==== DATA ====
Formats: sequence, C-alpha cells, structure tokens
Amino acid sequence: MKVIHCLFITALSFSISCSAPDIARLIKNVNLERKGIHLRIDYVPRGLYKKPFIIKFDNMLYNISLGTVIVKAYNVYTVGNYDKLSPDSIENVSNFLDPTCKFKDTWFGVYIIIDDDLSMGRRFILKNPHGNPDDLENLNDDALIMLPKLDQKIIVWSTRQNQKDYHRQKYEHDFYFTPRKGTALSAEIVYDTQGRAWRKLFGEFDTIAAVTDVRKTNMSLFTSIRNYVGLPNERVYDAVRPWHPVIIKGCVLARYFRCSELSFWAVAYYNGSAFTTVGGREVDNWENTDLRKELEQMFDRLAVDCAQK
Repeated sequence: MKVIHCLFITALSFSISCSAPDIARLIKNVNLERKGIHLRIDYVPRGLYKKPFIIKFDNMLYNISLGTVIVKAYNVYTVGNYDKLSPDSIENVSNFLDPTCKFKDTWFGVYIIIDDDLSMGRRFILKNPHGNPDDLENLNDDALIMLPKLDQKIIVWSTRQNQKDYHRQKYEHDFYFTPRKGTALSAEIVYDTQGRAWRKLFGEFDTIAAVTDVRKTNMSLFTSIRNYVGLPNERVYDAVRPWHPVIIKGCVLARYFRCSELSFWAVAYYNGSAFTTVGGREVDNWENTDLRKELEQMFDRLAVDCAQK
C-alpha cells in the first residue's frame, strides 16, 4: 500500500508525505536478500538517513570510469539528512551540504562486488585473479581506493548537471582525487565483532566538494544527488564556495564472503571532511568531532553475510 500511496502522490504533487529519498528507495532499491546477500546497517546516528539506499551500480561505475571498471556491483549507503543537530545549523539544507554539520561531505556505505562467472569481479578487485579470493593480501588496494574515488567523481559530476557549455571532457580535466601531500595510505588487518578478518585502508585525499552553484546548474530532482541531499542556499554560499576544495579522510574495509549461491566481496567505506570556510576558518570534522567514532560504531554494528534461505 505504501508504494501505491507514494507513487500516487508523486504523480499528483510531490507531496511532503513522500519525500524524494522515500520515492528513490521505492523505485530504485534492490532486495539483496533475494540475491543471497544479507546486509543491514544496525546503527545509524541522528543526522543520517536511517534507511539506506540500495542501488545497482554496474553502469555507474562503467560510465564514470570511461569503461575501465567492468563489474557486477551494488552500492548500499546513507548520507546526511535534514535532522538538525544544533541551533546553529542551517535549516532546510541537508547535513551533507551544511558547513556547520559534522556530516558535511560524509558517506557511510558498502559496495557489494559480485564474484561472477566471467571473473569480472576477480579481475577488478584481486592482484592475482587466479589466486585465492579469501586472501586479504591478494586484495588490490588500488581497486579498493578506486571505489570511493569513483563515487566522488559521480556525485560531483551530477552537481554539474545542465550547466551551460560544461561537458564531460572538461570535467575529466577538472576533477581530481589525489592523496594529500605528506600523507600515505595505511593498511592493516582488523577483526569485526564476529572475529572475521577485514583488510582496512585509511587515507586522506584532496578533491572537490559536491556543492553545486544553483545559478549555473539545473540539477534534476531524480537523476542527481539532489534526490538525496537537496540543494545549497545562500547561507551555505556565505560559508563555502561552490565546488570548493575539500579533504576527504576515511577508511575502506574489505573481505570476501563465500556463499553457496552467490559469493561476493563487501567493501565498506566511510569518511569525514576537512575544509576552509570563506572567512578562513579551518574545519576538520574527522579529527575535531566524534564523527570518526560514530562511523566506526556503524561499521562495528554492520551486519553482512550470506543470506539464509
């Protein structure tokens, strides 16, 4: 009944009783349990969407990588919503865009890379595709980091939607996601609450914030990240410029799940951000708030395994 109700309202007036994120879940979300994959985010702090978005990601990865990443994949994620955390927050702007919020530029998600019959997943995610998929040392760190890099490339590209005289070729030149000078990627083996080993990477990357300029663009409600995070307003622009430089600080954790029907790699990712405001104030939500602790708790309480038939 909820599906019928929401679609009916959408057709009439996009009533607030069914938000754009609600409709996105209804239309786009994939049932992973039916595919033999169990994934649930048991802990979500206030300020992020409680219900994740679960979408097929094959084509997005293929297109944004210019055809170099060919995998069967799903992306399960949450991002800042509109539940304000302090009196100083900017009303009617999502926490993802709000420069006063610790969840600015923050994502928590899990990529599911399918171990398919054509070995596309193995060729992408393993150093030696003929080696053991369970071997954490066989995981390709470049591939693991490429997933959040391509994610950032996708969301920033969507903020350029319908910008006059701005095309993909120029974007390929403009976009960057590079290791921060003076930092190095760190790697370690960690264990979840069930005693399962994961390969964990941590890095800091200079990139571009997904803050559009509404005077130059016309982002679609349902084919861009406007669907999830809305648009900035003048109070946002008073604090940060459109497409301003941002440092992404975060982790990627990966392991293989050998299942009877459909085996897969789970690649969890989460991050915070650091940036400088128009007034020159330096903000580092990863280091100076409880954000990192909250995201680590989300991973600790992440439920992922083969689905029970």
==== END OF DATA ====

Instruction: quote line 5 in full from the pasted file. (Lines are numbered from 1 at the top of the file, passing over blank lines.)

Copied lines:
């Protein structure tokens, strides 16, 4: 009944009783349990969407990588919503865009890379595709980091939607996601609450914030990240410029799940951000708030395994 109700309202007036994120879940979300994959985010702090978005990601990865990443994949994620955390927050702007919020530029998600019959997943995610998929040392760190890099490339590209005289070729030149000078990627083996080993990477990357300029663009409600995070307003622009430089600080954790029907790699990712405001104030939500602790708790309480038939 909820599906019928929401679609009916959408057709009439996009009533607030069914938000754009609600409709996105209804239309786009994939049932992973039916595919033999169990994934649930048991802990979500206030300020992020409680219900994740679960979408097929094959084509997005293929297109944004210019055809170099060919995998069967799903992306399960949450991002800042509109539940304000302090009196100083900017009303009617999502926490993802709000420069006063610790969840600015923050994502928590899990990529599911399918171990398919054509070995596309193995060729992408393993150093030696003929080696053991369970071997954490066989995981390709470049591939693991490429997933959040391509994610950032996708969301920033969507903020350029319908910008006059701005095309993909120029974007390929403009976009960057590079290791921060003076930092190095760190790697370690960690264990979840069930005693399962994961390969964990941590890095800091200079990139571009997904803050559009509404005077130059016309982002679609349902084919861009406007669907999830809305648009900035003048109070946002008073604090940060459109497409301003941002440092992404975060982790990627990966392991293989050998299942009877459909085996897969789970690649969890989460991050915070650091940036400088128009007034020159330096903000580092990863280091100076409880954000990192909250995201680590989300991973600790992440439920992922083969689905029970």